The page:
This is a quick update to my post of April 25. Just yesterday the U. S. News released its newest list of the best high schools in the United States. The list includes a separate ranking for charter schools, which are ranked on the basis of several indicators.
The indicator with the highest weight (30%), is “College Readiness,” which is the proportion of 12thgraders who took and passed at least one AP or IB exam. This indicator applies only to those students who enrolled in 9th grade or later AND were retained through 12thgrade. These are the “survivors.” All students who left the school prior to the administration of these exams in 12thgrade–and there were many–are excluded from the calculation. You won’t find a purer example of survivorship bias.
Charter schools are also ranked on “Math and Reading Proficiency” and “Math and Reading Performance,” which are both weighted at 20%. Proficiency is the aggregated scores on state math and reading assessments that students may be required to pass for graduation. This does not apply to California, because state graduation exams are not required. It is not known how the 20% weight that would have been applied to this criterion is redistributed among the others.
Math and Reading Performance is how scores on state assessments compare to U.S. News’ expectations, given the student demographics of the school. (They apparently use some kind of “value added” calculation, but I don’t have the space to get into that here.) In California, these assessments are administered late in 11thgrade, so would measure only those students who did not transfer out before the time of administration. More survivorship bias.
The graduation rate is weighted at 10% and is defined as the proportion of entering 9thgraders who graduated four years later in 2018. This is a curious way of putting it, because it implies that U. S. News tracks ALL 9thgraders who enroll in a charter school, including those who leave the school prior to 12thgrade. They don’t. That would require them to track outcomes for every student who transfers out of a charter school. Actually, their numbers reflect the graduation rate for only the survivors.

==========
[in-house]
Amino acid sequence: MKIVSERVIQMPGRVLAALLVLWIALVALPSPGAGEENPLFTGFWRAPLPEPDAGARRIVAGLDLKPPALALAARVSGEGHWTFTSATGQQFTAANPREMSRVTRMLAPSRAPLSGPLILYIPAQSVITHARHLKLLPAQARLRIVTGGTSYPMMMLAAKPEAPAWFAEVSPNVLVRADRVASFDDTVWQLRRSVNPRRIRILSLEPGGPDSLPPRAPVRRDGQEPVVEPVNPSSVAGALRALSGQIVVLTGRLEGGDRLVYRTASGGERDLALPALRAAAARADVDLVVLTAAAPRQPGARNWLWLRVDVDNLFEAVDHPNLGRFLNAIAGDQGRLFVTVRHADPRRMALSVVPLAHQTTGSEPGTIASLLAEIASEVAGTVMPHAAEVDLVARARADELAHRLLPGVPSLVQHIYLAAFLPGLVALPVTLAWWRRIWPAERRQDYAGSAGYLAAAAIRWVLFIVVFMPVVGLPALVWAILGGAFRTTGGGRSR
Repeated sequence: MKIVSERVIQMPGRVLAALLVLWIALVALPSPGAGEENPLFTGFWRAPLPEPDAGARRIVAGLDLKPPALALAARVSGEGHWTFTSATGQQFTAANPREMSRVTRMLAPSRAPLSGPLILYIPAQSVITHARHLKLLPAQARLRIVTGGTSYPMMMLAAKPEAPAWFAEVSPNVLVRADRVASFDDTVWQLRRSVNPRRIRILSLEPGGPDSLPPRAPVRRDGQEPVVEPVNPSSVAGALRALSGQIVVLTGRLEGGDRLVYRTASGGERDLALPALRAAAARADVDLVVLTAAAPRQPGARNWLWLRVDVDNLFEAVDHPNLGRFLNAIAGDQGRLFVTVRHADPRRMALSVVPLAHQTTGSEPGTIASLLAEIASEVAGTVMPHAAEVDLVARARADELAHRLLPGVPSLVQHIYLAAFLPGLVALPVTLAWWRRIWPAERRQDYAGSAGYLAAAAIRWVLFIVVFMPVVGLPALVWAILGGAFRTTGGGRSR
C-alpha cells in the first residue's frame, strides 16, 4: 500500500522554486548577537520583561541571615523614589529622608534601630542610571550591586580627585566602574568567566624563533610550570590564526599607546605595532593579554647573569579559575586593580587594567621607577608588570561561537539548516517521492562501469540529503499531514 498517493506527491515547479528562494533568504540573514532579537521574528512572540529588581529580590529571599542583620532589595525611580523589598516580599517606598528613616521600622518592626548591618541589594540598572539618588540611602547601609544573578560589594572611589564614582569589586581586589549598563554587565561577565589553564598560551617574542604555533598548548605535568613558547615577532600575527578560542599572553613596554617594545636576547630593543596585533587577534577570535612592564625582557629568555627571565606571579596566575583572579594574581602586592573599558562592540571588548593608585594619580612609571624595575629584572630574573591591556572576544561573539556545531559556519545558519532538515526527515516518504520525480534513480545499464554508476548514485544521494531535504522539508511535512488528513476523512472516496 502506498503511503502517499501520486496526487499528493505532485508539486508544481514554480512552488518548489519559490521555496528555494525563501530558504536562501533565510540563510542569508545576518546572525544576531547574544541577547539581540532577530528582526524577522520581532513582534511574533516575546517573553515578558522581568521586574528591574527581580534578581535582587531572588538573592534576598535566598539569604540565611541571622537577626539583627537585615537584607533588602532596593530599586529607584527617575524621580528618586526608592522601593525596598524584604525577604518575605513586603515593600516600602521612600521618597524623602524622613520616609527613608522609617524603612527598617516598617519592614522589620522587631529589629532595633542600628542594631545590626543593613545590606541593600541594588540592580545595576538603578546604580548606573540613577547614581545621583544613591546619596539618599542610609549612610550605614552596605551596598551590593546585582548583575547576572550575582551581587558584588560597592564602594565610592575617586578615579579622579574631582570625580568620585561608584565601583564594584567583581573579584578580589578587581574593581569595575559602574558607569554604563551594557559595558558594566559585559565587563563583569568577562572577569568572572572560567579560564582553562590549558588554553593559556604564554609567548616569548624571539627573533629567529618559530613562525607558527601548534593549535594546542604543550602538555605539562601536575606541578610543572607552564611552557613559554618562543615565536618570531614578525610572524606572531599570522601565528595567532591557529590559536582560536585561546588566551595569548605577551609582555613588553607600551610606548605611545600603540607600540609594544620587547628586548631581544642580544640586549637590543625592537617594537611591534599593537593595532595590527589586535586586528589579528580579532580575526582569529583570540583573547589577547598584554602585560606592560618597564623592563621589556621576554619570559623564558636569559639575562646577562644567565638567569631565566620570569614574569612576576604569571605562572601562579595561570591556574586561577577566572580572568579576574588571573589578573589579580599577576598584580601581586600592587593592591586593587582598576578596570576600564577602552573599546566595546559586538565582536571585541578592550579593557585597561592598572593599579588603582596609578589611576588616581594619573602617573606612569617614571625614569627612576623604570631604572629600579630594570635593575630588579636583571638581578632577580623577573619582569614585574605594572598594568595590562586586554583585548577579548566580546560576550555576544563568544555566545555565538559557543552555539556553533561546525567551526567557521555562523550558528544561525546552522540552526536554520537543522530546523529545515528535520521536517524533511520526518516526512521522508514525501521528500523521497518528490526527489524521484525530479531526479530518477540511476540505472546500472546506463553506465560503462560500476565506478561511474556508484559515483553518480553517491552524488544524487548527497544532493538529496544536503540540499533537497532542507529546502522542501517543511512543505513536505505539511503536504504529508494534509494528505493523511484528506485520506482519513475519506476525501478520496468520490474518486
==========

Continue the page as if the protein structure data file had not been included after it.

The four-year cohort graduation rate for all California public schools in 2018 was 83%, and all of the graduation rates of the charter schools ranked reported by U. S. News exceed that rate. At the same time, the statewide retention rate for the same cohort was 99%, and NONE of the ranked charter schools exceeded that rate. The school with the highest graduation rate, at 100%, is Stockton Unified Early College Academy, which also has the third lowest retention rate: 77%. Over all, the retention rates ranged from 58% (Stockton Collegiate International Academy) to 98% (Leadership Public Schools in Hayward), but only four exceeded 90% while six were below 80%. The charter school that was ranked #1 in California and #12 nationally—Preuss School USD—had a retention rate of only 82% and a graduation rate of 95%.